The desire to penetrate beyond appearance to the inner reality of things is a permanent trait and an ineradicable demand of the human spirit.

On this art project I aim to set forth to the underlying substratum of them beneath the surface.

The highest form of spirit is self- consciousness. This is attained where thought has itself for its object. In this form, since it is its own object, it is for itself. It is then being-for-self.

At the stage of being the mind seizes directly upon what is before it, takes that for a simple unity, an ultimate, independent, absolute being, and rests in that. But at the stage of essence, the mind passes beyond the immediate being to a second term and seeks to apprehend the relation between the two.

The main character of the sphere of essence, in general, is that everything is regarded in a double aspect. We no longer take the world at its face value. We distinguish between what it is in essence, and what it seems. We seek to probe into its inner being. Under the accidents, we seek the substance. For every effect, we demand to know the cause, and so on. All those categories which imply a dual nature, consisting of a being that supports and a being that is supported, come under the general head of essence, and involve the idea of an underlying substratum beneath the immediate being which is directly presented to us.

Two sides of essence come before us in the first instance, as essence and the unessential. It will readily be seen that what we have here is the general conception of the sphere of essence. For it involves as it were two layers of being, an outer and an inner. The outer being is the sphere of difference, the inner being is the underlying identity that supports the difference. The two sides are not two things, but there is one and the same thing which is now taken as essence, now as appearance. It is the essence that appears, and not anything else, and hence the appearance is the essence.

When an existent is regarded in this double aspect it is then what we call a Thing. The thing is a contradiction. On the one hand, it is a reflection-into-self, and as such is wholly independent of all else, stands in its own rights as a self-subsistent existence. On the other hand, it is a reflection-into-another and as such is wholly dependent on another. It is thus an existence whose very independence annuls itself and turns out to be dependence. Existence so conceived is appearance.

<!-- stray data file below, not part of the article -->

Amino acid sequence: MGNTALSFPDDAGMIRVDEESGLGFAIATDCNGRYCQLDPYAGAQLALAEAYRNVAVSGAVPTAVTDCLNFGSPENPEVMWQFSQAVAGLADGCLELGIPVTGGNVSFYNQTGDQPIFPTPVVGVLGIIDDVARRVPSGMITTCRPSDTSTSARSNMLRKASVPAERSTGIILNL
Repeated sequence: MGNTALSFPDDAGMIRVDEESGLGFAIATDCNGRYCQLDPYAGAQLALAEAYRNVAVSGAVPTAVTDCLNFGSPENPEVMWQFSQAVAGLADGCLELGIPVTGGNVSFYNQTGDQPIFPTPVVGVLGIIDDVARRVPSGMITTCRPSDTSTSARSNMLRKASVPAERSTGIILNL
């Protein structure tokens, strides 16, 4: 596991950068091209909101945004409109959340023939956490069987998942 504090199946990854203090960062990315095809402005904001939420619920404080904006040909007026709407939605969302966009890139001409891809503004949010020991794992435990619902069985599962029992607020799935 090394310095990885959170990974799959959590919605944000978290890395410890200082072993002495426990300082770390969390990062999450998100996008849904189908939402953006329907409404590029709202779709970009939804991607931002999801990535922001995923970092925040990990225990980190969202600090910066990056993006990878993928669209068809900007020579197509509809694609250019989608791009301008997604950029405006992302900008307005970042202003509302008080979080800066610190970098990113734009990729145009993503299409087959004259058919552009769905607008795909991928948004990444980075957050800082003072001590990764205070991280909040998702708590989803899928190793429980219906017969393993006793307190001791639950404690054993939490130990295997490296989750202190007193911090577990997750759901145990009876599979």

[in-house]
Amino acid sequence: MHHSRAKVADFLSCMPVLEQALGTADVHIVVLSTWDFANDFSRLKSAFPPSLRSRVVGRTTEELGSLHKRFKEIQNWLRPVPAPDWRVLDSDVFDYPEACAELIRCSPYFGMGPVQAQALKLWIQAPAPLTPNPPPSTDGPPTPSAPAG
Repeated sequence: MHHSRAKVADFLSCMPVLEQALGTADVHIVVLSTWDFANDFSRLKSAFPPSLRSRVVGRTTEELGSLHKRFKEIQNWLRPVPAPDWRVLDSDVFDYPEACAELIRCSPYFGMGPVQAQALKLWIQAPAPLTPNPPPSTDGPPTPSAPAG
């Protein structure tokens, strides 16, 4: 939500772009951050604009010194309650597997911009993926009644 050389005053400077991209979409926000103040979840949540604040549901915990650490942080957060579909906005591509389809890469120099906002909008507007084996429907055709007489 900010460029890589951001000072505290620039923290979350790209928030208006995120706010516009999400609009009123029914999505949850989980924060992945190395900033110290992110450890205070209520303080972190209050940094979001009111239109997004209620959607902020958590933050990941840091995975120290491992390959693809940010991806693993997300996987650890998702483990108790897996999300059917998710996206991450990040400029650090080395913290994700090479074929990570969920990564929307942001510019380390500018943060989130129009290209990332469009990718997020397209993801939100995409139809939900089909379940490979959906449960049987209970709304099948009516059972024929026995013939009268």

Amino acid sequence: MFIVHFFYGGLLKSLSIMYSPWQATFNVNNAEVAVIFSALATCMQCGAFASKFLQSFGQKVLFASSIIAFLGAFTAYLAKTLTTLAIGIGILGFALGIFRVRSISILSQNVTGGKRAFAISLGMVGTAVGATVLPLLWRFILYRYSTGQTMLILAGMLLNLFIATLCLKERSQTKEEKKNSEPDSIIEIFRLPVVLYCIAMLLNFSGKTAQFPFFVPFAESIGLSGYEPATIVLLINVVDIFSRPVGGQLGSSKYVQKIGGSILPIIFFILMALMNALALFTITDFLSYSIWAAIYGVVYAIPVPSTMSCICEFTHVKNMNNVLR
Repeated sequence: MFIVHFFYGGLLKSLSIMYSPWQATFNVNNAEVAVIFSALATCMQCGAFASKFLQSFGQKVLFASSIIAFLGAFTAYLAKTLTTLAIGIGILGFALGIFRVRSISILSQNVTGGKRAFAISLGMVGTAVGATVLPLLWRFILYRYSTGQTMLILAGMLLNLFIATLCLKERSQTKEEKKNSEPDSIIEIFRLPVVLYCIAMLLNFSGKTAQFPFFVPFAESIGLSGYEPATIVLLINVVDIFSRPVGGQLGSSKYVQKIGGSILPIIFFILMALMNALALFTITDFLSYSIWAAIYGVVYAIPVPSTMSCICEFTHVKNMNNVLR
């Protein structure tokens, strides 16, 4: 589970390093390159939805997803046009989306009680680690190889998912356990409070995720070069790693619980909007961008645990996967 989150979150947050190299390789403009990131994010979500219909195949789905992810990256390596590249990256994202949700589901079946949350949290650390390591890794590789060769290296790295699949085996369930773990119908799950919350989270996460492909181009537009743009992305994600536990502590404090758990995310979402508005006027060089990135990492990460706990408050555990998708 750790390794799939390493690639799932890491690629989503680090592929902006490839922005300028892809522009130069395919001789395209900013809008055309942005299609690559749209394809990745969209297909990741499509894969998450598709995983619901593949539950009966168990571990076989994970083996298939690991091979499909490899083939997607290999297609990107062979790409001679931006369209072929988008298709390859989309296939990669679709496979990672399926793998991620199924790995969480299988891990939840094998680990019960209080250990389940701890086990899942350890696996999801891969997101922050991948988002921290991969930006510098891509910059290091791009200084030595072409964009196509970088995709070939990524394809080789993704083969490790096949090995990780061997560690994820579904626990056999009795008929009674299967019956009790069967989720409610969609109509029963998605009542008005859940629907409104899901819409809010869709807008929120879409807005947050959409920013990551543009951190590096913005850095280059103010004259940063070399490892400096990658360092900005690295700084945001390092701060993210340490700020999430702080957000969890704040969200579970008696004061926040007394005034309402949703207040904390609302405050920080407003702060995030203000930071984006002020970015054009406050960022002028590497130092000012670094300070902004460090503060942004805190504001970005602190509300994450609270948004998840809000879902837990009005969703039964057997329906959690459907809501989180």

We are familiar with the thought that the sense-world is an appearance. This, however, is a comparatively advanced philosophical conception. The sense-world does not come before us in the first instance as an appearance. On the contrary, it purports to be wholly self-subsistent and substantial. The solid rock, it seems, is something ultimate and absolute, resting wholly in itself. This is the point of view of unreflective consciousness which takes the rock for something absolute. But with the advance of philosophical thought, the mind comes to see that this independence and self-subsistence is at the same time wholly dependent on something else, upon the absolute reality, and that it is simply the appearance of that. It is important to realize that the thing considered as appearance is a contradiction. To say that the thing has no being of its own but wholly depends on another, would not involve it in any contradiction, but it would deprive the thing of any reality whatever; it would mean that it is utterly empty and void, has no being at all, is merely a show, an abstract.

Distinction between inner and outer is an empty one. They collapse to unity. Inner and outer are not of course to be thought of in the primary acceptance of the words which gives them a purely spatial meaning. It is not, for example, the inside and the outside of a box which is here in view. It is rather the inner and the outer as the essence and manifestation of things respectively. The essence has its very being in the appearance; it must pass into appearance. This means that it is essential for the essence to appear; it is its very nature to appear.

Buried in a liquid grave (120*50 cm oil/canvas)

Looking at yourself while looking at yourself (100*80 cm oil/canvas)

Creeping Erosion; From Fear, From Want (180*145 cm oil/canvas)

Dying where I stand (100*80 cm oil/canvas)

Staring into the abyss (100*80 cm oil/canvas)

His face greeted me with ice (180*145 cm oil/canvas)

Between "All" and "Have" lies my hope (180*145 cm oil/canvas)